Mobile-first brands will cash in on football fever this summer
Over 3 billion searches made on ebay.co.uk during the 2014 World Cup.
Almost 10 searches per minute for “football”.
40% rise in women shopping on mobile.
The summer of sport is fast approaching – and it’s set to turn the UK into a nation of football fanatics, creating a huge retail opportunity for brands across all categories, particularly when it comes to mobile commerce.
Over three billion searches were made on ebay.co.uk during the 2014 World Cup, the most recent comparable football tournament, with the Sporting Goods category seeing a particularly big uplift. At its peak in the first week of May, almost six million searches were made in the category illustrating that the window of opportunity for brands starts early.
Insight from eBay Advertising shows that, historically, interest in football really rockets as soon as the tournament kicks off. A huge 92,000 searches were made for “football” on ebay.co.uk in the first week of the 2014 World Cup, equating to almost ten searches per minute. This was almost a quarter (22%) higher than the average number of searches for the equivalent weeks in April and May. And the England team’s first appearance on the pitch on 14th June 2014 sent shoppers scrambling to show their support, with fans making over four searches per minute for “football shirt” on the day.
But even if England crash out of the tournament in the same style as the 2014 World Cup, sports brands can still capitalise on football’s power to inspire consumers to get off the sofa and onto the pitch. On the day of the 2014 final, long after England had exited, shoppers made well over 4,000 searches for “football boots” and “shin pads” on ebay.co.uk.
eBay Advertising also predicts massive opportunities for brands outside the sports sector this summer and has identified two shopper trends that smart marketers should be tapping into.
The ‘halo effect’
Insights from eBay Advertising suggest that big sporting events create a ‘halo’ of consumer interest in different categories - particularly the home, garden and electronics areas - as people embrace the festival feeling that comes with big tournaments.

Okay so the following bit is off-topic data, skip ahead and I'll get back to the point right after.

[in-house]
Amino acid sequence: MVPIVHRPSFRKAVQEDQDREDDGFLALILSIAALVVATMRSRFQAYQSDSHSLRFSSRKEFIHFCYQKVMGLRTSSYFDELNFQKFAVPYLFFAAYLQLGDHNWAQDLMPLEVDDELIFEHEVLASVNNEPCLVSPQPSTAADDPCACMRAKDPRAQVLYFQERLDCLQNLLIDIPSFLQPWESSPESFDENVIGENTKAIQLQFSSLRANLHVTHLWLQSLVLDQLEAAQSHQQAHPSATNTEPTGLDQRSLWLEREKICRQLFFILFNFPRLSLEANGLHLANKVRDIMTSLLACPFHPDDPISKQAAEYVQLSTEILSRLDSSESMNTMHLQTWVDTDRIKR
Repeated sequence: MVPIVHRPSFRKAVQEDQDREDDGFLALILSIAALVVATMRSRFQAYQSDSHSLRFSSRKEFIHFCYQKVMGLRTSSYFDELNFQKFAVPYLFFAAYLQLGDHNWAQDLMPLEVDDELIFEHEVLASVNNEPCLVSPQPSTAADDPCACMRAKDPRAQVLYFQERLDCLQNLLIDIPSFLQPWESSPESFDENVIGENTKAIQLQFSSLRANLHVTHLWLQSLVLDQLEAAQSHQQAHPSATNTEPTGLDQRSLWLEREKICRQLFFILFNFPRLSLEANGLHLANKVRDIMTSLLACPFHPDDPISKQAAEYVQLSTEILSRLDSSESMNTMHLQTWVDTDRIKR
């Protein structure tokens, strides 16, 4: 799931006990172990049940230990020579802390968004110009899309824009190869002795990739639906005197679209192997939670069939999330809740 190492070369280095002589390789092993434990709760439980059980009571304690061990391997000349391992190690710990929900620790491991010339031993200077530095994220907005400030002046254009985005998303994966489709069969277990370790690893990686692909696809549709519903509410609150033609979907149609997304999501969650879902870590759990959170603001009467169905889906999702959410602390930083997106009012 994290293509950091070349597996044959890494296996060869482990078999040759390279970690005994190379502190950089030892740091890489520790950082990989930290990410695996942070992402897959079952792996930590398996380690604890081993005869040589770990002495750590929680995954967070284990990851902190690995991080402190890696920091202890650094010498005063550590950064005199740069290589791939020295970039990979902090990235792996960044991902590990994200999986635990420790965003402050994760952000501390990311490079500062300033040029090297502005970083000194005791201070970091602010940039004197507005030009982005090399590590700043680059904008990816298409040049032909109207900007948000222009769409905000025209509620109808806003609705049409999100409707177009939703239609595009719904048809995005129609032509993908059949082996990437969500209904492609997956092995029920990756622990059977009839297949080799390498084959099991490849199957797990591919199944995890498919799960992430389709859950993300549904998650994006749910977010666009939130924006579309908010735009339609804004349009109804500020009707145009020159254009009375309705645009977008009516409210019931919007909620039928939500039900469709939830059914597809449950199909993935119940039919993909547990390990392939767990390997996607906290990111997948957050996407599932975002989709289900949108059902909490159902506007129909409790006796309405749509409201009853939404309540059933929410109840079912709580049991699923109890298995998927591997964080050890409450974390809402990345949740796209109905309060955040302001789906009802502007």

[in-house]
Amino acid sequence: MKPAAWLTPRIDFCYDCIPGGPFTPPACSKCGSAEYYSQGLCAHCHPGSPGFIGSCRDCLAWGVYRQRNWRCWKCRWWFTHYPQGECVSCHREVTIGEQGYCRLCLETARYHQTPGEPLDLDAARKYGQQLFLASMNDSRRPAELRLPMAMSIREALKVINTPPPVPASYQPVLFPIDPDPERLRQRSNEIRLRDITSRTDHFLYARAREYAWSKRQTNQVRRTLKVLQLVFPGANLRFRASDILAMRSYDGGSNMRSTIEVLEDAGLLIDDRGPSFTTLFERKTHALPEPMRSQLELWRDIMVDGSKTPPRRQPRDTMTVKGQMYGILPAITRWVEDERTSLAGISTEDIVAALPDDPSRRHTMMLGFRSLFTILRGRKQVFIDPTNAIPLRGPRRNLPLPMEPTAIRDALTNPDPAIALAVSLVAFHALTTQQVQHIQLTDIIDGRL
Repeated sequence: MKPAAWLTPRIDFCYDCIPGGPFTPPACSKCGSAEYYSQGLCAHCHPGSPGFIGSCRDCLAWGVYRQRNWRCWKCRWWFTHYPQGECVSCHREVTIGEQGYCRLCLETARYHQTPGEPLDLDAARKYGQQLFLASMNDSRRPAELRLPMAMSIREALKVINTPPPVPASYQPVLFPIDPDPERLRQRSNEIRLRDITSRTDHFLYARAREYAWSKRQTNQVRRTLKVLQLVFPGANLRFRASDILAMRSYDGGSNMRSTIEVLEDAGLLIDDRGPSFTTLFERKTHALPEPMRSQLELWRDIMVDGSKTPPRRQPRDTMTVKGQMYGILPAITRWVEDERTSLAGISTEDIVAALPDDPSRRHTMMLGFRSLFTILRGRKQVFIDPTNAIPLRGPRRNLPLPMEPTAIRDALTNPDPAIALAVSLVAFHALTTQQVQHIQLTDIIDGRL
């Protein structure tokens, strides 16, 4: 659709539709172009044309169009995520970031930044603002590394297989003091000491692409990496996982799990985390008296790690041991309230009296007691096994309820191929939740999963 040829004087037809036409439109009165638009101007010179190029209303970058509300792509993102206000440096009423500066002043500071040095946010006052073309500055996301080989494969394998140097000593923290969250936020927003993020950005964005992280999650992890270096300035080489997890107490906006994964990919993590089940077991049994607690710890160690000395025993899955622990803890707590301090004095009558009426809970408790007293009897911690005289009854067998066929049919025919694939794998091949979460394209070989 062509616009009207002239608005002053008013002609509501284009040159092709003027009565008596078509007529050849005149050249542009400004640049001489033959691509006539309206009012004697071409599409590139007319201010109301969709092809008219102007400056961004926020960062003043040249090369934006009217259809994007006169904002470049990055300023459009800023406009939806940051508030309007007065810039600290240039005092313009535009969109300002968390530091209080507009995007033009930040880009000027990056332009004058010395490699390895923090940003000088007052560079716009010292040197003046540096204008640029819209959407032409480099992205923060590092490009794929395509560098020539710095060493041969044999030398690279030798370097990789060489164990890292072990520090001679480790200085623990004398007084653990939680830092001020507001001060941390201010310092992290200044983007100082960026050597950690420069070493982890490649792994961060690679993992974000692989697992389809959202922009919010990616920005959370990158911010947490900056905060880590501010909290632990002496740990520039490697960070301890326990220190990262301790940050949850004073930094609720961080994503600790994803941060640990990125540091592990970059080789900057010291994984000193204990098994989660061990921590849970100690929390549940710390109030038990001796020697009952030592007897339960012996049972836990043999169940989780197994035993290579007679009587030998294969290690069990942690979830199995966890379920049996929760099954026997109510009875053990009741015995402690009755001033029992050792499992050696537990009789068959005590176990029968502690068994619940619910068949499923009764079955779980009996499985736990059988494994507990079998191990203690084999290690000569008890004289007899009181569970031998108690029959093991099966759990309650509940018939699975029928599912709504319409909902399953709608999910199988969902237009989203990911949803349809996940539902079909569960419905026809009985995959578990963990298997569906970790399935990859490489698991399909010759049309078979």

In the run up to the World Cup, eBay’s Advertising’s data reveals that 18th May 2014 was the ‘Alfresco Apex’, with organised shoppers making over 12,000 searches for “BBQ” as they prepared their gardens to host family and friends. And attention soon turned to electrical goods as consumers primed their homes for optimum viewing; on 26th May 2014, searches for “flat screen TV”, “sound bar” and “projector” all spiked at a total of almost 5,000 - highlighting the need for brands to engage with consumers early on in the lead up to the tournament.
Not everyone is bought into football fever, and this lack of interest presents its own opportunities for marketers to tap into alternative audiences. ‘Football widows’ are one such group of shoppers: during the 2014 World Cup final, purchases of dresses and shirts by women shot up by 28%, demonstrating the potential spend to be captured by non-sports brands during matches.
And to reach these women that have only one eye on the screen, mobile is vital. Women were 53% more likely to be shopping on mobile than desktop during England’s third and final match on 24th June 2014 – up 40% from the two hours before the game. This presents a particularly lucrative opportunity for smart brands to target consumers who are ‘dual screening’ – shopping on ebay.co.uk while watching
TV – with inspiring messages across all devices.
Rob Bassett, Advertising Director at eBay in the UK believes the way that consumers shop is rapidly changing, and advertisers need to keep pace if they want a share of the expanded consumer wallet this summer.
“Any major sporting event is a natural time for shoppers to ‘dual screen,’ as they watch matches on the TV and simultaneously use mobile devices to shop for things that inspire them. That’s why we’ve recently introduced our new Advanced Targeting segments, to allow marketers to be hyper-relevant and tailored in their approach”.